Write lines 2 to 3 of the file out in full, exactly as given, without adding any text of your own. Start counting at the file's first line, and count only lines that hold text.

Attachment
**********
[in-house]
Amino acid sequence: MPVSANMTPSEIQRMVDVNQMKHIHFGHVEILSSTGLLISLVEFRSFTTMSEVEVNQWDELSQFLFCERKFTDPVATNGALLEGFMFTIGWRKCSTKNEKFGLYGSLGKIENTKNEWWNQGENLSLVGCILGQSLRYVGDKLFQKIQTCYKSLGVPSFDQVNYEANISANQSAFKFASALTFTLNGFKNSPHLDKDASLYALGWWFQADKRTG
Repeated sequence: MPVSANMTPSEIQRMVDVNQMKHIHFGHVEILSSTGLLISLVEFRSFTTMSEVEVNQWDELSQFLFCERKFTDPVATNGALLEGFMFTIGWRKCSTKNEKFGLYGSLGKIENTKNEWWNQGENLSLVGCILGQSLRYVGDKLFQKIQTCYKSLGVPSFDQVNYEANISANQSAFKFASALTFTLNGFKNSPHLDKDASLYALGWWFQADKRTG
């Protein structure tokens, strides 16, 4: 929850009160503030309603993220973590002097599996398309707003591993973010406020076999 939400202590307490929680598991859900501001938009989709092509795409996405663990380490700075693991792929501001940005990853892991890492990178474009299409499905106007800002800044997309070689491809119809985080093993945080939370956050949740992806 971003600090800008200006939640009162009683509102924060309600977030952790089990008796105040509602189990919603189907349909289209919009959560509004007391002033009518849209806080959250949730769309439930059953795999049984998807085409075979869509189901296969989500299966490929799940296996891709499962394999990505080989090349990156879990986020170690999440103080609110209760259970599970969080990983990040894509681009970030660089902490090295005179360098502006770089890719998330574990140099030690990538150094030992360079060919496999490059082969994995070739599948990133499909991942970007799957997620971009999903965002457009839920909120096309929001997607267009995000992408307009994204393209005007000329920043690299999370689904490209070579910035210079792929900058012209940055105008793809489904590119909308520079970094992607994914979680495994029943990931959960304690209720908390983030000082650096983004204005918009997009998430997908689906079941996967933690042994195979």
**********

Amino acid sequence: MPVSANMTPSEIQRMVDVNQMKHIHFGHVEILSSTGLLISLVEFRSFTTMSEVEVNQWDELSQFLFCERKFTDPVATNGALLEGFMFTIGWRKCSTKNEKFGLYGSLGKIENTKNEWWNQGENLSLVGCILGQSLRYVGDKLFQKIQTCYKSLGVPSFDQVNYEANISANQSAFKFASALTFTLNGFKNSPHLDKDASLYALGWWFQADKRTG
Repeated sequence: MPVSANMTPSEIQRMVDVNQMKHIHFGHVEILSSTGLLISLVEFRSFTTMSEVEVNQWDELSQFLFCERKFTDPVATNGALLEGFMFTIGWRKCSTKNEKFGLYGSLGKIENTKNEWWNQGENLSLVGCILGQSLRYVGDKLFQKIQTCYKSLGVPSFDQVNYEANISANQSAFKFASALTFTLNGFKNSPHLDKDASLYALGWWFQADKRTG